The aim of the Dialogue Project is to encourage interaction between students from AUC and other universities around the globe via academic courses and extracurricular activities based on the principles of cross-cultural dialogue, incorporating various engaging mediums such as videoconferencing technologies. This multifaceted set of activities gives students the opportunity to explore the dialogue process with counter-partners, discussing topics that range from current local/regional events to a wide variety of global socioeconomic, political and cultural issues. The Dialogue Project also organizes face-to-face interaction between AUC students and other university students from around the world.


In the wake of the events of September 11, 2001, the Core Curriculum at The American University in Cairo sponsored a special project designed to use Internet videoconference technology and other forms of communication to promote dialogues between students at AUC and students in university classes in the United States. Informally dubbed "The Dialogue Project," this initiative began with a series of extracurricular dialogues with students at New York University, the State University of New York at Albany and the University of Maine, covering a period from mid-November of 2001 through the spring semester of 2002.

From here, the Dialogue Project evolved in a number of different directions, the most significant being the establishment of a three-credit-hour course focused upon a weekly videoconference with students at an American university. In the spring of 2003, an existing course title, SEMR 300, was used to launch a pilot for a videoconference course. The successful completion of this course was used as a springboard for the development of an entirely new course, Cross-Cultural Perceptions and Representations (SEMR 310) fully dedicated to the videoconference format. First offered in the fall semester of 2003, five sections of this course have been taught, including a special course offered in the fall of 2004, focused on the issue of gender treated cross-culturally and conducted with students in a class at Yale University.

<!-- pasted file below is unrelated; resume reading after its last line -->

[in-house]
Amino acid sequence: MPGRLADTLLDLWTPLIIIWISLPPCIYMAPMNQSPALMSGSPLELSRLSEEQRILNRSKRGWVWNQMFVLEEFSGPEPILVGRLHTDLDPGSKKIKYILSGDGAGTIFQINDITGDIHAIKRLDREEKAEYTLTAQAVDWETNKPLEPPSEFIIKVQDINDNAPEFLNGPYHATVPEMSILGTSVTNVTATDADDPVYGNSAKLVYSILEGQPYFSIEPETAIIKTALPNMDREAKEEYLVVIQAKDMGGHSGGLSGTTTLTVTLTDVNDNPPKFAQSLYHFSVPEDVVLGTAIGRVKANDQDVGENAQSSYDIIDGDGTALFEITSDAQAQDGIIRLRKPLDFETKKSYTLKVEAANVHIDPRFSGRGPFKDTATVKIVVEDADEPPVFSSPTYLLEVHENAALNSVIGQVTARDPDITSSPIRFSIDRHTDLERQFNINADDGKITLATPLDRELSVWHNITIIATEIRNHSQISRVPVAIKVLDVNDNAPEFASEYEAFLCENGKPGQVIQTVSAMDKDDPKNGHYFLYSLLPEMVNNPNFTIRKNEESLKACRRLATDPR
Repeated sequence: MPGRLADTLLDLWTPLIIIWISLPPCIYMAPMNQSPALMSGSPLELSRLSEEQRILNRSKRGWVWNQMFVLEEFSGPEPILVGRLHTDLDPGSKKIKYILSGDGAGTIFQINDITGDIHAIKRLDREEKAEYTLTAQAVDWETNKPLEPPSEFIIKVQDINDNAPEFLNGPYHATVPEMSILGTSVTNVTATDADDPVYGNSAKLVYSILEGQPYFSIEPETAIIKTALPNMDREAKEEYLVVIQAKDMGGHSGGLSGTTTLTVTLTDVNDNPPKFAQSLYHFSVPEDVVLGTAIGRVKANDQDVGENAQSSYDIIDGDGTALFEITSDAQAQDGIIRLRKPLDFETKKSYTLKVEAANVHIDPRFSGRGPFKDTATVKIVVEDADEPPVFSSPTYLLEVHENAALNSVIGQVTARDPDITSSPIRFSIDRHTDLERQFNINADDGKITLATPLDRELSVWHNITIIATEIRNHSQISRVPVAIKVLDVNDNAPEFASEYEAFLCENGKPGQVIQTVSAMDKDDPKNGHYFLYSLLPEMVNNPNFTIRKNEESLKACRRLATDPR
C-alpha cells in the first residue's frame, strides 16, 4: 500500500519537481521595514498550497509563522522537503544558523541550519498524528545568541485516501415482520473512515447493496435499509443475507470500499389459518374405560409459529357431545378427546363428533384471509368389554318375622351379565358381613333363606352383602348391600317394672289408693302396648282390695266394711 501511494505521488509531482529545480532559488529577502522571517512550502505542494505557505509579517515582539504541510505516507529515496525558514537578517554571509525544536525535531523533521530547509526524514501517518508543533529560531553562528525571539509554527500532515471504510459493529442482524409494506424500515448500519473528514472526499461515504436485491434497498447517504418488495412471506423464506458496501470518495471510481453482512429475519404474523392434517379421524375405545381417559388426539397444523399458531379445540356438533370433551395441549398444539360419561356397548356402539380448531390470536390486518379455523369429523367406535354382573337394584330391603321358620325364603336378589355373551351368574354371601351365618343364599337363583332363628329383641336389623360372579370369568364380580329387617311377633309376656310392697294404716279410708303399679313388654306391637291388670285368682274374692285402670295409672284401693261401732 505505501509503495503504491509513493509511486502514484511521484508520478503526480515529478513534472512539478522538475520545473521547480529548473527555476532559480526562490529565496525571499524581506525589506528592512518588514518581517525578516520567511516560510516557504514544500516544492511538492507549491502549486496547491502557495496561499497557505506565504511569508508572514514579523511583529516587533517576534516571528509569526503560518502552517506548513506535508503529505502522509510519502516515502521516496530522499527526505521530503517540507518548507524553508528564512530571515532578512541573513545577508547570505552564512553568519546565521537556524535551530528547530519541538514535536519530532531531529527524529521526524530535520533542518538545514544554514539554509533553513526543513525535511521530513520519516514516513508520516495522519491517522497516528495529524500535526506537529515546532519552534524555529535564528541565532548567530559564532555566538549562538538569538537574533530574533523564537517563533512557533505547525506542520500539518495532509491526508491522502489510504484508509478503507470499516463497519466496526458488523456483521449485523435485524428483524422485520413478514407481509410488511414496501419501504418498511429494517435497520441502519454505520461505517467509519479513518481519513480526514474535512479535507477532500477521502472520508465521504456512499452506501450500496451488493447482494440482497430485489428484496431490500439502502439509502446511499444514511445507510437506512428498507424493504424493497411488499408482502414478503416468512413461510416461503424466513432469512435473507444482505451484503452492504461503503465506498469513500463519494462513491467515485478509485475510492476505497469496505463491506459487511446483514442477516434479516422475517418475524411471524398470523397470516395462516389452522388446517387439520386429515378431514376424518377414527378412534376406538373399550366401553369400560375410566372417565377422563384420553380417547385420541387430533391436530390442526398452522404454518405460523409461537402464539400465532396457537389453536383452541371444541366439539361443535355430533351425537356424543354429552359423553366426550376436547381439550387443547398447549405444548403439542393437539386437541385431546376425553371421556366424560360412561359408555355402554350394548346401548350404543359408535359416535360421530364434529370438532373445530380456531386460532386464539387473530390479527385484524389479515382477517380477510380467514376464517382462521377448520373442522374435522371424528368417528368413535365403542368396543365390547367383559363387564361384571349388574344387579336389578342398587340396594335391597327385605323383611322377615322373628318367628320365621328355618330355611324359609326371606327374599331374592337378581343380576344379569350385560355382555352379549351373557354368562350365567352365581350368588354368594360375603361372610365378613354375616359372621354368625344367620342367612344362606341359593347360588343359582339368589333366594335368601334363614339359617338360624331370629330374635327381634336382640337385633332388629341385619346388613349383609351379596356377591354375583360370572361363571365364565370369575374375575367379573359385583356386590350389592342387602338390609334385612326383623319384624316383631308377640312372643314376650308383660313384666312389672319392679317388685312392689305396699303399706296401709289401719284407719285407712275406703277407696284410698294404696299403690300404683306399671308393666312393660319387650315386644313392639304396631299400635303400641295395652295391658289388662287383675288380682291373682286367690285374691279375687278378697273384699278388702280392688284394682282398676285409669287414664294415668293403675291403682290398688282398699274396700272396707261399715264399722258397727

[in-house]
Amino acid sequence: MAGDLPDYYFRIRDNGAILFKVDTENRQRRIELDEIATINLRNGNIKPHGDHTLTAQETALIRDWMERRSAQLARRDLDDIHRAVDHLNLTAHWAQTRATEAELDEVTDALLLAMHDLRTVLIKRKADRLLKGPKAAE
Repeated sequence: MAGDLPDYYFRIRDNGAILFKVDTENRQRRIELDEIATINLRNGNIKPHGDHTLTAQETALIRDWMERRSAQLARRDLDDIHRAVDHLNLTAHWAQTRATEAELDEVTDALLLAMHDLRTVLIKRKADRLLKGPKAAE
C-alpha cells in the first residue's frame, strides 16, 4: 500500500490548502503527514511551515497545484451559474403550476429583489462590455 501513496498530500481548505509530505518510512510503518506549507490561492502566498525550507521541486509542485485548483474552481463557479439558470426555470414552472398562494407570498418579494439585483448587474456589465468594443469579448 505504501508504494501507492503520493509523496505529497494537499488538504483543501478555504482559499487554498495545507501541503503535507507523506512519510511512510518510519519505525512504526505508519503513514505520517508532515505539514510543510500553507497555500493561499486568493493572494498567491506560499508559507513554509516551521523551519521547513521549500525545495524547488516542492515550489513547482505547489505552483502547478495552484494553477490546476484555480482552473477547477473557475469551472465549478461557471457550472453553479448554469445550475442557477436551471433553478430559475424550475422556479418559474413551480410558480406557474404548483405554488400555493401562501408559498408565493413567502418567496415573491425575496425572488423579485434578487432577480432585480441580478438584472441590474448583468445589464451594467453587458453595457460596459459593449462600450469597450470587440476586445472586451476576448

With the outbreak of the Arab Spring, the project also introduced two new academic courses that are mainly based on partnering with universities from the Arab world and the global south: Spring in Arab Eyes and South-South Dialogue. Both courses have witnessed the participation of an expanding array of partners from the Arab world and the global south, including universities from Lebanon, Tunisia, Qatar, the United Arab Emirates, Palestine, Iraq, Kyrgyztan, South Africa, India, Indonesia, Cambodia, Senegal and Nigeria.